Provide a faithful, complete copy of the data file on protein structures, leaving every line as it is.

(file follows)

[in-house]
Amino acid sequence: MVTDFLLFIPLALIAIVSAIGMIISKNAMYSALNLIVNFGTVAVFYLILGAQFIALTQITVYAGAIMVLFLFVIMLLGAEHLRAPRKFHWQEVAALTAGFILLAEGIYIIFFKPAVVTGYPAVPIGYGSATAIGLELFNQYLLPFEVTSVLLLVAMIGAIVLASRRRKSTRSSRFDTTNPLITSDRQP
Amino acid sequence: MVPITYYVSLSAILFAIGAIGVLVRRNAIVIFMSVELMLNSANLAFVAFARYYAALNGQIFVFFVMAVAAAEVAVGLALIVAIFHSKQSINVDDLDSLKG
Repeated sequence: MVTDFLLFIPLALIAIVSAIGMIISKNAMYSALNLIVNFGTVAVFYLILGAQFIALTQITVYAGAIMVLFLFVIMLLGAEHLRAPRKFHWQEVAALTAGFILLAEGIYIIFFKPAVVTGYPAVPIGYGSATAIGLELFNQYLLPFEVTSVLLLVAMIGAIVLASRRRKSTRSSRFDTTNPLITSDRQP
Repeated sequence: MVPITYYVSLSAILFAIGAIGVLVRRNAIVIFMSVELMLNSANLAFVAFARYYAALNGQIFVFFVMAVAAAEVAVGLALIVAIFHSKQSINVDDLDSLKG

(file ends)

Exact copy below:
[in-house]
Amino acid sequence: MVTDFLLFIPLALIAIVSAIGMIISKNAMYSALNLIVNFGTVAVFYLILGAQFIALTQITVYAGAIMVLFLFVIMLLGAEHLRAPRKFHWQEVAALTAGFILLAEGIYIIFFKPAVVTGYPAVPIGYGSATAIGLELFNQYLLPFEVTSVLLLVAMIGAIVLASRRRKSTRSSRFDTTNPLITSDRQP
Amino acid sequence: MVPITYYVSLSAILFAIGAIGVLVRRNAIVIFMSVELMLNSANLAFVAFARYYAALNGQIFVFFVMAVAAAEVAVGLALIVAIFHSKQSINVDDLDSLKG
Repeated sequence: MVTDFLLFIPLALIAIVSAIGMIISKNAMYSALNLIVNFGTVAVFYLILGAQFIALTQITVYAGAIMVLFLFVIMLLGAEHLRAPRKFHWQEVAALTAGFILLAEGIYIIFFKPAVVTGYPAVPIGYGSATAIGLELFNQYLLPFEVTSVLLLVAMIGAIVLASRRRKSTRSSRFDTTNPLITSDRQP
Repeated sequence: MVPITYYVSLSAILFAIGAIGVLVRRNAIVIFMSVELMLNSANLAFVAFARYYAALNGQIFVFFVMAVAAAEVAVGLALIVAIFHSKQSINVDDLDSLKG